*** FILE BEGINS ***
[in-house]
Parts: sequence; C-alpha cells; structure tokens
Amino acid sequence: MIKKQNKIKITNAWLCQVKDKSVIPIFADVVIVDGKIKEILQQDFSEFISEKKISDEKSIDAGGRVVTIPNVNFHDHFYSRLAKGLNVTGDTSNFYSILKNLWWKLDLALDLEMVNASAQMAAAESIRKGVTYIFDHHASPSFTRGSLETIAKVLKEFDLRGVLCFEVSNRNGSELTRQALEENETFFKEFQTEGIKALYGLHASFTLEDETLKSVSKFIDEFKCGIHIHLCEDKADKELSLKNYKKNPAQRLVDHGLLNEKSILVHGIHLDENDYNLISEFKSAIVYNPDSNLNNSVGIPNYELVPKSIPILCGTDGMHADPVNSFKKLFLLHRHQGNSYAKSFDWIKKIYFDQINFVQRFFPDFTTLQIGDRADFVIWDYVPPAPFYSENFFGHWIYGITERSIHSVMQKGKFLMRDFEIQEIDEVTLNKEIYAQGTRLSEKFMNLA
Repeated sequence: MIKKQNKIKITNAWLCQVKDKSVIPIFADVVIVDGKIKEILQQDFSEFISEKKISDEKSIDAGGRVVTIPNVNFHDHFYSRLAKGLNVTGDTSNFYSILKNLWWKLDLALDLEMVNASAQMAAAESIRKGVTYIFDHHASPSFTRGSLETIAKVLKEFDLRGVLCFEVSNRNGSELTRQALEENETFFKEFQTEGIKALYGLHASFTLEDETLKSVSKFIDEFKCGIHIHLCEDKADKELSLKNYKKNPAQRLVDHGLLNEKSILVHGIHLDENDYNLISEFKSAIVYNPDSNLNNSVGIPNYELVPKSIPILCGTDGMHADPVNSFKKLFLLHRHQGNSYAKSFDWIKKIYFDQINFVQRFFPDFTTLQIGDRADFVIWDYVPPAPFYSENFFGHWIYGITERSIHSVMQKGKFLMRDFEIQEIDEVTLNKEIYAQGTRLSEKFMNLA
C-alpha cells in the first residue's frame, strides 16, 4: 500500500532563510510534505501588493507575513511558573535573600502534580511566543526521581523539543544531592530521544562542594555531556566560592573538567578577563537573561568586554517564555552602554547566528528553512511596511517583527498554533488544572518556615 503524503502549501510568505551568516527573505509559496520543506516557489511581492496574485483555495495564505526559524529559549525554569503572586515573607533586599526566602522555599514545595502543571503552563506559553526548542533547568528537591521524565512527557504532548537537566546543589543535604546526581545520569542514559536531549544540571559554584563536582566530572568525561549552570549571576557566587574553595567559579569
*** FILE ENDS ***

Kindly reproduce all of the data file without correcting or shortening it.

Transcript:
[in-house]
Parts: sequence; C-alpha cells; structure tokens
Amino acid sequence: MIKKQNKIKITNAWLCQVKDKSVIPIFADVVIVDGKIKEILQQDFSEFISEKKISDEKSIDAGGRVVTIPNVNFHDHFYSRLAKGLNVTGDTSNFYSILKNLWWKLDLALDLEMVNASAQMAAAESIRKGVTYIFDHHASPSFTRGSLETIAKVLKEFDLRGVLCFEVSNRNGSELTRQALEENETFFKEFQTEGIKALYGLHASFTLEDETLKSVSKFIDEFKCGIHIHLCEDKADKELSLKNYKKNPAQRLVDHGLLNEKSILVHGIHLDENDYNLISEFKSAIVYNPDSNLNNSVGIPNYELVPKSIPILCGTDGMHADPVNSFKKLFLLHRHQGNSYAKSFDWIKKIYFDQINFVQRFFPDFTTLQIGDRADFVIWDYVPPAPFYSENFFGHWIYGITERSIHSVMQKGKFLMRDFEIQEIDEVTLNKEIYAQGTRLSEKFMNLA
Repeated sequence: MIKKQNKIKITNAWLCQVKDKSVIPIFADVVIVDGKIKEILQQDFSEFISEKKISDEKSIDAGGRVVTIPNVNFHDHFYSRLAKGLNVTGDTSNFYSILKNLWWKLDLALDLEMVNASAQMAAAESIRKGVTYIFDHHASPSFTRGSLETIAKVLKEFDLRGVLCFEVSNRNGSELTRQALEENETFFKEFQTEGIKALYGLHASFTLEDETLKSVSKFIDEFKCGIHIHLCEDKADKELSLKNYKKNPAQRLVDHGLLNEKSILVHGIHLDENDYNLISEFKSAIVYNPDSNLNNSVGIPNYELVPKSIPILCGTDGMHADPVNSFKKLFLLHRHQGNSYAKSFDWIKKIYFDQINFVQRFFPDFTTLQIGDRADFVIWDYVPPAPFYSENFFGHWIYGITERSIHSVMQKGKFLMRDFEIQEIDEVTLNKEIYAQGTRLSEKFMNLA
C-alpha cells in the first residue's frame, strides 16, 4: 500500500532563510510534505501588493507575513511558573535573600502534580511566543526521581523539543544531592530521544562542594555531556566560592573538567578577563537573561568586554517564555552602554547566528528553512511596511517583527498554533488544572518556615 503524503502549501510568505551568516527573505509559496520543506516557489511581492496574485483555495495564505526559524529559549525554569503572586515573607533586599526566602522555599514545595502543571503552563506559553526548542533547568528537591521524565512527557504532548537537566546543589543535604546526581545520569542514559536531549544540571559554584563536582566530572568525561549552570549571576557566587574553595567559579569